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Highway 63 curves past the Syncrude oil sands site, north of Fort McMurray, Alta., in this file photo. (Ian Willms For The Globe and Mail)
Highway 63 curves past the Syncrude oil sands site, north of Fort McMurray, Alta., in this file photo. (Ian Willms For The Globe and Mail)

University of Ottawa to cut the carbon footprint of its investments Add to ...

The University of Ottawa’s board of governors has adopted a plan that will see the school reduce the carbon footprint of its investment portfolio by 30 per cent by 2030.

Board chairman Robert Giroux says the decision, which followed 18 months of consultations, is in line with Canada’s national climate commitment.

The university says it will also create a clean innovations fund and transfer $10-million from its long-term portfolio to provide seed capital for investing in clean technologies.

The Ottawa school is one of several across the country that have been weighing whether to dump their holdings in fossil fuel companies.

Concordia University in Montreal became what is believed to be the first Canadian university to adopt a partial divestment policy in December 2014, although that measure only applied to a $5-million fund – a fraction of the school’s $130-million endowment.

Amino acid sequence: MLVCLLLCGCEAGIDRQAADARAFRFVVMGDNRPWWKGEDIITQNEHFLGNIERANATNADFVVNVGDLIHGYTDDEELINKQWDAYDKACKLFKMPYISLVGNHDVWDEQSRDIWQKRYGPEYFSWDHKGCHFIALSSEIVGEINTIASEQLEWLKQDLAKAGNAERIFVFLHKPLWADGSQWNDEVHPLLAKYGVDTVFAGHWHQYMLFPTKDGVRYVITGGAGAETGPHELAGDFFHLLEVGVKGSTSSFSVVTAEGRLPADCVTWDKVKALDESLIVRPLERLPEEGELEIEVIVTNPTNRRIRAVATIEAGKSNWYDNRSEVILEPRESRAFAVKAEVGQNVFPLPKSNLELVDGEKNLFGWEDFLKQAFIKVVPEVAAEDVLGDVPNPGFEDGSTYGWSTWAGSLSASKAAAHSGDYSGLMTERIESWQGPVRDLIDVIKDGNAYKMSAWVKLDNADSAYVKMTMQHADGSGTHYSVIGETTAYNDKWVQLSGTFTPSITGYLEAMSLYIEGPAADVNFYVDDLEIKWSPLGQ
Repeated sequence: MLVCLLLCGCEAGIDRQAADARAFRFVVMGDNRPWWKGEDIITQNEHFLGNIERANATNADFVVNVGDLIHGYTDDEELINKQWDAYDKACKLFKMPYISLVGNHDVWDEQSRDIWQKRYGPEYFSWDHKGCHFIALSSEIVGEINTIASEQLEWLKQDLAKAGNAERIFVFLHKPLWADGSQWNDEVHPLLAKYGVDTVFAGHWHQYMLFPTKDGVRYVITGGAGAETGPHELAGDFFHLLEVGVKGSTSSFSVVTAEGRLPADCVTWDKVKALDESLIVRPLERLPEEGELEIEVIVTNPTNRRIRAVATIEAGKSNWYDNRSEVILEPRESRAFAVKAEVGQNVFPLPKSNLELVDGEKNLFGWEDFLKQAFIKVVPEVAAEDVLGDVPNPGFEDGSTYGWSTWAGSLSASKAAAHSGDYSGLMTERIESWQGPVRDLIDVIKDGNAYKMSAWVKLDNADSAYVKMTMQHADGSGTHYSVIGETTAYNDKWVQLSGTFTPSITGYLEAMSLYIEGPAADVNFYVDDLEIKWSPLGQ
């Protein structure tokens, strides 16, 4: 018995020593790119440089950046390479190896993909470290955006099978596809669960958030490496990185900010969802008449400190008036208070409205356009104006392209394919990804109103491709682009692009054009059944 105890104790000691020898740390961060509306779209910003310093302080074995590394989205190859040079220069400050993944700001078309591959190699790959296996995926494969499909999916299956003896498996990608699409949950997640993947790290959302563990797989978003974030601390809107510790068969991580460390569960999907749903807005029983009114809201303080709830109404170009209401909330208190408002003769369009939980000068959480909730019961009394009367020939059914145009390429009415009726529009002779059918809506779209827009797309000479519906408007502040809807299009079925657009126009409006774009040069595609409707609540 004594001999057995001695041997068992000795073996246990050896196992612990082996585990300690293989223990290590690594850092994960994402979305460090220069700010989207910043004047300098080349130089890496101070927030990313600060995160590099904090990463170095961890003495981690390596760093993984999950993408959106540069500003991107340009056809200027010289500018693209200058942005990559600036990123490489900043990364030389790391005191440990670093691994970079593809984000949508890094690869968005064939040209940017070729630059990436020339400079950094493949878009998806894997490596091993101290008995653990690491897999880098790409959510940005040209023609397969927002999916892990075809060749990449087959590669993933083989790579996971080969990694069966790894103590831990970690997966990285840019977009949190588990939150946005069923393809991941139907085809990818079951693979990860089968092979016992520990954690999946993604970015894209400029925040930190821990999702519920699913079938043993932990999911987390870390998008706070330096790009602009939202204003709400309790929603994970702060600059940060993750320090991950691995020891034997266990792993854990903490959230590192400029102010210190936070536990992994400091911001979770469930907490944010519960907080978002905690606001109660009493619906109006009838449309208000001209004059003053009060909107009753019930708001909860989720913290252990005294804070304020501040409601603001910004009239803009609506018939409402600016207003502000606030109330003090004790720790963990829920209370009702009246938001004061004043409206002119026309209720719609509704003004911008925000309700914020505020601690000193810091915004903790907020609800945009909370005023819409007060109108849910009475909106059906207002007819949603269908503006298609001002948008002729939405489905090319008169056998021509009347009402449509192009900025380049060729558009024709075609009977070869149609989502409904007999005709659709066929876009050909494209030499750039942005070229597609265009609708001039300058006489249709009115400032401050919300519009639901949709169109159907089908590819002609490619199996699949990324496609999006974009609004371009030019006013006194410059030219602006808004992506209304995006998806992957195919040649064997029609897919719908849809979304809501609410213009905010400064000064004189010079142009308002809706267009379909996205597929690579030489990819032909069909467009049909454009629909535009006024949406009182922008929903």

The University of Calgary, McGill University in Montreal and Dalhousie University in Halifax have all decided against divestment, as did the University of British Columbia, which instead promised to create a low-carbon investment fund.

On March 30, the University of Toronto rejected recommendations to sell off its fossil fuel investments, but said it would consider environmental, social and governance factors in making investment decisions.

University president Meric Gertler said not investing in fossil fuels would have limited impact because such firms only account for one-quarter of Canada’s greenhouse gas emissions.

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